A: Consider the daughter of a friend of mine, recently diagnosed in with juvenile diabetes at age 10. Studies have proven that controlling a juvenile diabetic’s blood sugar very tightly, keeping it exactly where it needs to be instead of allowing it to swing within a wider range previously considered acceptable, greatly improves the health of the patients into adulthood and beyond. Her parents need to measure her blood sugar from a finger stick very carefully, 9-15 times during the day and twice at overnight, every single day. They have to track its movements and its relations to her food intake so that they know how much insulin to give her and when. And they have to transfer this information to her doctor on frequent visits, so that he can plan her care, especially as she heads into adolescence. The precision with which they accomplish these tasks greatly affects her health, and the effort that these tasks consume greatly affects the whole family’s quality of life.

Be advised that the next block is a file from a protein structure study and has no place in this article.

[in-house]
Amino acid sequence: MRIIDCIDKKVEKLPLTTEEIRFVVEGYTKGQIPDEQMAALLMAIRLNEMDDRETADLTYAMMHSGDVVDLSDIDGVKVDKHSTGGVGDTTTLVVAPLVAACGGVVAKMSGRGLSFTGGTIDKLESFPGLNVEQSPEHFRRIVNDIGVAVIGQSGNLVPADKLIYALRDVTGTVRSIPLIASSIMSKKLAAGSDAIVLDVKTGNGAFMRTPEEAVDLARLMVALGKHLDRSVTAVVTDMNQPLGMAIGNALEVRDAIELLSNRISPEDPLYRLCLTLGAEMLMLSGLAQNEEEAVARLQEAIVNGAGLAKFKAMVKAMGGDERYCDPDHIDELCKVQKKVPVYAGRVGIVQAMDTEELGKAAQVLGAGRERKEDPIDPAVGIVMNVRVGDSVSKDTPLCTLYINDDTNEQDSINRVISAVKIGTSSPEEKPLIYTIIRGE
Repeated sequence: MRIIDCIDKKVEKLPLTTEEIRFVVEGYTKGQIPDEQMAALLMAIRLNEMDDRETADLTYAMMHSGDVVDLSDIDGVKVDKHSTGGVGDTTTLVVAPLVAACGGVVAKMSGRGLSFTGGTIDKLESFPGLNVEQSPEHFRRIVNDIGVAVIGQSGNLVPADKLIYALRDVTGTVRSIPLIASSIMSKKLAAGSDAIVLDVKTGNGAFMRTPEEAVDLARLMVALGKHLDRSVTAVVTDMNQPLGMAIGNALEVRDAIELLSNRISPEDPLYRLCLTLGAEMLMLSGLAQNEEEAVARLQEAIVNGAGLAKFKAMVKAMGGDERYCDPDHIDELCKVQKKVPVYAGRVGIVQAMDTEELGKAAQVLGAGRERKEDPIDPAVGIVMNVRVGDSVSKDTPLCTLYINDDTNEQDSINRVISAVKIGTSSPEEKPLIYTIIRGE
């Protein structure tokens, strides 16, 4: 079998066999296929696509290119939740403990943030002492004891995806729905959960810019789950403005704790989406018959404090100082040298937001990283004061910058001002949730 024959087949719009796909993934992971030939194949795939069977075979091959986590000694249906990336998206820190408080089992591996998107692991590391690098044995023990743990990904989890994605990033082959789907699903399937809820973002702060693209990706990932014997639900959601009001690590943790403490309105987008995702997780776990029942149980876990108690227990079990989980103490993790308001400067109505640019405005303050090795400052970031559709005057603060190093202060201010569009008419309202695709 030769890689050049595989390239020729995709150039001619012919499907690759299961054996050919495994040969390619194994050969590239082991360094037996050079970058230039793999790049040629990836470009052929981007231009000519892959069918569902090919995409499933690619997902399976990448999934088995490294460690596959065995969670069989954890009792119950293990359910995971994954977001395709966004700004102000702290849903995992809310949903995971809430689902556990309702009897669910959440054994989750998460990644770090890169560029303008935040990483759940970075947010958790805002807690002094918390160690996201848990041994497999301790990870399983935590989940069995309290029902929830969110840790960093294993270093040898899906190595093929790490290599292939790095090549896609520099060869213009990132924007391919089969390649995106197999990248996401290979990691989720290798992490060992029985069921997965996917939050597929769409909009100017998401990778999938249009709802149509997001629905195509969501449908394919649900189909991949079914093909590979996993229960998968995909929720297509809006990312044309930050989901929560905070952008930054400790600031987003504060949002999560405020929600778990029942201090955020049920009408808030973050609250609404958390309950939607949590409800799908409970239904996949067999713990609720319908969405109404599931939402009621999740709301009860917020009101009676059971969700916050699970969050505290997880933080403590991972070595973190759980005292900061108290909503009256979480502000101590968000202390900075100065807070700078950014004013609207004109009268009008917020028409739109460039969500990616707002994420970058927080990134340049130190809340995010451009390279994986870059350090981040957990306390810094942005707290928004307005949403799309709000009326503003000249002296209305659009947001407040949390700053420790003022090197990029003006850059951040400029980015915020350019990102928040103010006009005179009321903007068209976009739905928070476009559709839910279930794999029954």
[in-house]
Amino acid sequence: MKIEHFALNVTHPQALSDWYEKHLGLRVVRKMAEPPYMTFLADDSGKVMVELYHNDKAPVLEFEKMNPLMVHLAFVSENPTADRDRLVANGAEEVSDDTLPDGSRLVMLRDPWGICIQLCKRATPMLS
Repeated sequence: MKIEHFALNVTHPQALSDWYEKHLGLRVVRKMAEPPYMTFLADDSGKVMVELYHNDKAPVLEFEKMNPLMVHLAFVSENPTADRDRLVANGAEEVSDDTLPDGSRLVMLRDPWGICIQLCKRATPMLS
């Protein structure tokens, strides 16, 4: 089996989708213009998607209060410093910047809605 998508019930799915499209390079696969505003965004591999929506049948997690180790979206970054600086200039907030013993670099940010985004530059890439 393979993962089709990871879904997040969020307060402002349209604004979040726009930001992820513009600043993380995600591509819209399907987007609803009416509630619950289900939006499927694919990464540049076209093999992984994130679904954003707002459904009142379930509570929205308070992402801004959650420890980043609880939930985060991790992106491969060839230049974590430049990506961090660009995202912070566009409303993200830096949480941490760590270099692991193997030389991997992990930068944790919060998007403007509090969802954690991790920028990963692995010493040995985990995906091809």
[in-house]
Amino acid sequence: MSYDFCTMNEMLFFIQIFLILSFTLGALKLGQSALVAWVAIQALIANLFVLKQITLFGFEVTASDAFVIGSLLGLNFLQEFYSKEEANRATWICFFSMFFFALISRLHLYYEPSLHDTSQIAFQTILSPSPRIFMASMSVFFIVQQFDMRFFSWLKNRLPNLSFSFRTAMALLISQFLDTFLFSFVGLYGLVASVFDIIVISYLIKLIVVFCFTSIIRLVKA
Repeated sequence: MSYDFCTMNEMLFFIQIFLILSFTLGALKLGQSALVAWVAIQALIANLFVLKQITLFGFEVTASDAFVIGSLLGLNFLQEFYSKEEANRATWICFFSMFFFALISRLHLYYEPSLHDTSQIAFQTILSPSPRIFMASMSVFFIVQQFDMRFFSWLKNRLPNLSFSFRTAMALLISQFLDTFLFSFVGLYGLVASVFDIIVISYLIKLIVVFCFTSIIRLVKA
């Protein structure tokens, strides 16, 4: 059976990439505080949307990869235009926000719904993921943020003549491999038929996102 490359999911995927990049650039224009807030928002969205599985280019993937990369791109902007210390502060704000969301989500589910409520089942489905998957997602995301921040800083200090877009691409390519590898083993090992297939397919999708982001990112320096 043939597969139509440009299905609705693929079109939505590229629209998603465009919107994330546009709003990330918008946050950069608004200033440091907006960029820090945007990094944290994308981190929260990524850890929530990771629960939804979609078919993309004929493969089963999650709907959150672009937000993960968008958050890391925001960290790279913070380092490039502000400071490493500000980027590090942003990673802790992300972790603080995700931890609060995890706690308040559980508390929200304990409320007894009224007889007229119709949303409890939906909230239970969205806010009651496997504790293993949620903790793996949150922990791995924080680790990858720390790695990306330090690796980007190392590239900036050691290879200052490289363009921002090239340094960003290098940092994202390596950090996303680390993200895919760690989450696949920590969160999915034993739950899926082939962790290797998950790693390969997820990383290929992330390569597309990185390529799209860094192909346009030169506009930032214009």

Diabetics track their blood sugar readings with automatic meters, and often administer their insulin with automatic pumps. The simplest meters just show a number, which the patient writes down in a paper book and tries not to lose. Once in a while the patient looks at a column of numbers and tries to make sense of them. Transcription errors are common and the data is hard to analyze. More sophisticated meters store up multiple readings and upload them to a PC on which the patient can track them and graph them. But even here, the patient is limited to using the data in an individual application. To get the data to the doctor, for example, the patient sometimes has to print it out and someone in the doctor’s office has to type it all in, although some proprietary web applications are starting to automate this process. Again, it costs time, effort and money, and is prone to error (which sometimes kills people when it happens in a health care application, as opposed to merely losing your high score in FreeCell.)